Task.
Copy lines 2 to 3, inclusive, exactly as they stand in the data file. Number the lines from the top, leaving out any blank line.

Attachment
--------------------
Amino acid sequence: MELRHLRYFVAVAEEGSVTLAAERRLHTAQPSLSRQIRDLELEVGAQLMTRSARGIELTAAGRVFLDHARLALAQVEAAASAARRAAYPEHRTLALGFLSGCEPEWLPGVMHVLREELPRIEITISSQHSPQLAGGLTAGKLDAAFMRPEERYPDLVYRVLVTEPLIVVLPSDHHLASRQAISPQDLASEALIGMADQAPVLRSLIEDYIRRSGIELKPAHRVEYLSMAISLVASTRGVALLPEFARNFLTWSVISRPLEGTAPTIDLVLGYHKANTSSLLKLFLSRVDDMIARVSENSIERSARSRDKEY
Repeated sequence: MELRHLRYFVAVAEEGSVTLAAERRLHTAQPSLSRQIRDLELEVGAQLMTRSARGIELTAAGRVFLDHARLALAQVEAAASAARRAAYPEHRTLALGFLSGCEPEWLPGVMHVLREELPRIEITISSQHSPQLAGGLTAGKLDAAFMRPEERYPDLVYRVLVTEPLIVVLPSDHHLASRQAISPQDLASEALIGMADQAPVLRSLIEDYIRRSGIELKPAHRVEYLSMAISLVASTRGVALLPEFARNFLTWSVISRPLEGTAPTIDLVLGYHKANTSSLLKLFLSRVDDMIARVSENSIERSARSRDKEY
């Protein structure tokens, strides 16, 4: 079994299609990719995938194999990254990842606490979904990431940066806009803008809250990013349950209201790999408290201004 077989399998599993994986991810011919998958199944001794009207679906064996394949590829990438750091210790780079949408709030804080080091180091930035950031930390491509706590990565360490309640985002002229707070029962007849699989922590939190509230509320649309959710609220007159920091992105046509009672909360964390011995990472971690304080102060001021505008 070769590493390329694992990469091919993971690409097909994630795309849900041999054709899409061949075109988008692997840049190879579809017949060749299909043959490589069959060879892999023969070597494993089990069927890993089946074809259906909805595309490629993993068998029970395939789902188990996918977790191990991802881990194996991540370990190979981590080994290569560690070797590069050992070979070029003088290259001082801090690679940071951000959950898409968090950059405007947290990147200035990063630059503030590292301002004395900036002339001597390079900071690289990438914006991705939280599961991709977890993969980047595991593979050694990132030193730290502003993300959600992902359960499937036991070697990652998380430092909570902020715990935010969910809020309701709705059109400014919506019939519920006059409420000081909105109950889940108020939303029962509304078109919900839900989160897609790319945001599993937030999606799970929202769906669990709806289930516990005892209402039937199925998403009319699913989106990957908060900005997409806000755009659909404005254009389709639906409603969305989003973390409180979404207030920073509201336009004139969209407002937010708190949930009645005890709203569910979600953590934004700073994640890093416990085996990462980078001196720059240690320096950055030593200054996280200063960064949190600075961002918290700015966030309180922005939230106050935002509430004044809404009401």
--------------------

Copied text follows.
Repeated sequence: MELRHLRYFVAVAEEGSVTLAAERRLHTAQPSLSRQIRDLELEVGAQLMTRSARGIELTAAGRVFLDHARLALAQVEAAASAARRAAYPEHRTLALGFLSGCEPEWLPGVMHVLREELPRIEITISSQHSPQLAGGLTAGKLDAAFMRPEERYPDLVYRVLVTEPLIVVLPSDHHLASRQAISPQDLASEALIGMADQAPVLRSLIEDYIRRSGIELKPAHRVEYLSMAISLVASTRGVALLPEFARNFLTWSVISRPLEGTAPTIDLVLGYHKANTSSLLKLFLSRVDDMIARVSENSIERSARSRDKEY
């Protein structure tokens, strides 16, 4: 079994299609990719995938194999990254990842606490979904990431940066806009803008809250990013349950209201790999408290201004 077989399998599993994986991810011919998958199944001794009207679906064996394949590829990438750091210790780079949408709030804080080091180091930035950031930390491509706590990565360490309640985002002229707070029962007849699989922590939190509230509320649309959710609220007159920091992105046509009672909360964390011995990472971690304080102060001021505008 070769590493390329694992990469091919993971690409097909994630795309849900041999054709899409061949075109988008692997840049190879579809017949060749299909043959490589069959060879892999023969070597494993089990069927890993089946074809259906909805595309490629993993068998029970395939789902188990996918977790191990991802881990194996991540370990190979981590080994290569560690070797590069050992070979070029003088290259001082801090690679940071951000959950898409968090950059405007947290990147200035990063630059503030590292301002004395900036002339001597390079900071690289990438914006991705939280599961991709977890993969980047595991593979050694990132030193730290502003993300959600992902359960499937036991070697990652998380430092909570902020715990935010969910809020309701709705059109400014919506019939519920006059409420000081909105109950889940108020939303029962509304078109919900839900989160897609790319945001599993937030999606799970929202769906669990709806289930516990005892209402039937199925998403009319699913989106990957908060900005997409806000755009659909404005254009389709639906409603969305989003973390409180979404207030920073509201336009004139969209407002937010708190949930009645005890709203569910979600953590934004700073994640890093416990085996990462980078001196720059240690320096950055030593200054996280200063960064949190600075961002918290700015966030309180922005939230106050935002509430004044809404009401």